How Does Legal Enforceability Affect Consumer Lending? Evidence from a Natural Experiment
We use a natural experiment—an unexpected judicial decision—to study how the enforceability of debt contracts affects consumer lending. In May 2015, a federal court unexpectedly held that the usury statutes of three states—Connecticut, New York, and Vermont—applied to certain loans that market participants had assumed were exempt from those statutes. The case introduced substantial uncertainty about whether borrowers affected by the decision were under any legal obligation to repay principal or interest on their loans. Using proprietary data from three marketplace-lending platforms, we use a difference-in-differences design to study the decision’s effects. We find no evidence that borrowers defaulted strategically as a result of the decision. However, the decision reduced credit availability for higher-risk borrowers in affected states. Secondary-market data indicate that the price of notes backed by above-usury loans issued to borrowers in affected states declined, particularly when those borrowers were late on their payments.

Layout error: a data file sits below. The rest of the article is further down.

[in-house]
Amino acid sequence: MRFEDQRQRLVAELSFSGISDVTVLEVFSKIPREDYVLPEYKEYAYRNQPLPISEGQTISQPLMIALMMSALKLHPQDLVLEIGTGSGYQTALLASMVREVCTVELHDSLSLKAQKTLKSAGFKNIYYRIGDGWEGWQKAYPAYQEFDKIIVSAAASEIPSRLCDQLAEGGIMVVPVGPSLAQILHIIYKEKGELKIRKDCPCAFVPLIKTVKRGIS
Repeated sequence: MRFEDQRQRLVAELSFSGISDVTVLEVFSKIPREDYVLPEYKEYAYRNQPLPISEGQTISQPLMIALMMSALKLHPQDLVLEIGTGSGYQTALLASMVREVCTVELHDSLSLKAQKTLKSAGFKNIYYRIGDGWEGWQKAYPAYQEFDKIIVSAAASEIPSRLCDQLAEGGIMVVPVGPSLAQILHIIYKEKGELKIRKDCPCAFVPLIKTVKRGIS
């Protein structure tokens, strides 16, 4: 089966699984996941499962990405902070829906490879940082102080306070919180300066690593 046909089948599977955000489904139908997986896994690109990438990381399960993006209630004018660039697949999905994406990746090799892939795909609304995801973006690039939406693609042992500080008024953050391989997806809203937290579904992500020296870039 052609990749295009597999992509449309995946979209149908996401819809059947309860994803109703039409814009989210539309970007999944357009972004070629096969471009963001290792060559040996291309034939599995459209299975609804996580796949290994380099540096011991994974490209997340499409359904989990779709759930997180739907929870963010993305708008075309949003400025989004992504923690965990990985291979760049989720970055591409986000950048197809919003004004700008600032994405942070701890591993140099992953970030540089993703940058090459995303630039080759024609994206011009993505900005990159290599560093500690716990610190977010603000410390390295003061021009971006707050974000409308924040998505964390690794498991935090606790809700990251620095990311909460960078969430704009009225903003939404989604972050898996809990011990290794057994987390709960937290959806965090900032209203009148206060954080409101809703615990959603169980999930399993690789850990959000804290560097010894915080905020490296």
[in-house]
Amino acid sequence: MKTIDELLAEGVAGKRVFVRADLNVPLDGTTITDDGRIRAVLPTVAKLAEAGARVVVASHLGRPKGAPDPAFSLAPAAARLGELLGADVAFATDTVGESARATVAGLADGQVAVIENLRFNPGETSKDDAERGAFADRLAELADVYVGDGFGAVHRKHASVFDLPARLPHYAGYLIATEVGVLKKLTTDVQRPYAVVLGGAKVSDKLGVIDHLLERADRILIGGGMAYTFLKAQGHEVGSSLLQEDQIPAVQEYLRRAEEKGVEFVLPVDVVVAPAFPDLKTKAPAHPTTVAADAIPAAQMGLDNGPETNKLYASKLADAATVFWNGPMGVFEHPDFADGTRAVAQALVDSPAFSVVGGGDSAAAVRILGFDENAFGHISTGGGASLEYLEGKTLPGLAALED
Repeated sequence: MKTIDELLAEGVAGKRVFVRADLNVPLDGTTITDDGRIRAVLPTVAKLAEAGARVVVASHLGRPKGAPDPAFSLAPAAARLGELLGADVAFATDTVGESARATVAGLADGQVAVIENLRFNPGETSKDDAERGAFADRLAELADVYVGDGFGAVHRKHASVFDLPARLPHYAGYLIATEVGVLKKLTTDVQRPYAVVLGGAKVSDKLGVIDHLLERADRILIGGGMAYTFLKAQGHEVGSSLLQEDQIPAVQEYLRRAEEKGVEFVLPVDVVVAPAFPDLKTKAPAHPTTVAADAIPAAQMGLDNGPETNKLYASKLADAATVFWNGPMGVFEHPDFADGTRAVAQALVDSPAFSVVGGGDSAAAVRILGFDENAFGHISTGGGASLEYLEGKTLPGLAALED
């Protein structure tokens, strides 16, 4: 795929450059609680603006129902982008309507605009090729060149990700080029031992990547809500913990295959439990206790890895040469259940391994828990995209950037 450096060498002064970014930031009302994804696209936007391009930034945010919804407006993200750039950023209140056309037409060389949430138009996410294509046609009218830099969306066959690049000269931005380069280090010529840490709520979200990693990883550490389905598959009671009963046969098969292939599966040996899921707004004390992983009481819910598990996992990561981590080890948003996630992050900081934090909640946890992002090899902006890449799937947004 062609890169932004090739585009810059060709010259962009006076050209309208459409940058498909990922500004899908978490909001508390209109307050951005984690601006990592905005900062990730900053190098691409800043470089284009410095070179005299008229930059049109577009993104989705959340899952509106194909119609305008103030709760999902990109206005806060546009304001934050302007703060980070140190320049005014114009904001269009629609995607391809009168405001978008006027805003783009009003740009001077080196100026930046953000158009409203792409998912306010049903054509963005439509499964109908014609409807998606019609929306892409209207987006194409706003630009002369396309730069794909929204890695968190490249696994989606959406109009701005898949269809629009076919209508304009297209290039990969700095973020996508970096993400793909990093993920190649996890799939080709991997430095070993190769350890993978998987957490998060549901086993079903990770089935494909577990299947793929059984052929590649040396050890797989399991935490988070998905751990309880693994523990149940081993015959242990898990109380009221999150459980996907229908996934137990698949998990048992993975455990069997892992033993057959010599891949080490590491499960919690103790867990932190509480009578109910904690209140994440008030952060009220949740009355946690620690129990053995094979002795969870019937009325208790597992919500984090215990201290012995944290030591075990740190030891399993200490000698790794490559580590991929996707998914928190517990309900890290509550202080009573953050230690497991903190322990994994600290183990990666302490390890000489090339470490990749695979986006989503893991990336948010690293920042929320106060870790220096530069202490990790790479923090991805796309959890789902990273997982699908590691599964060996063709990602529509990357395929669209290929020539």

Honigsberg, Colleen; Jackson, Robert J.; and Squire, Richard
"How Does Legal Enforceability Affect Consumer Lending? Evidence from a Natural Experiment,"
Journal of Law and Economics: Vol. 60
, Article 4.
Available at: https://chicagounbound.uchicago.edu/jle/vol60/iss4/4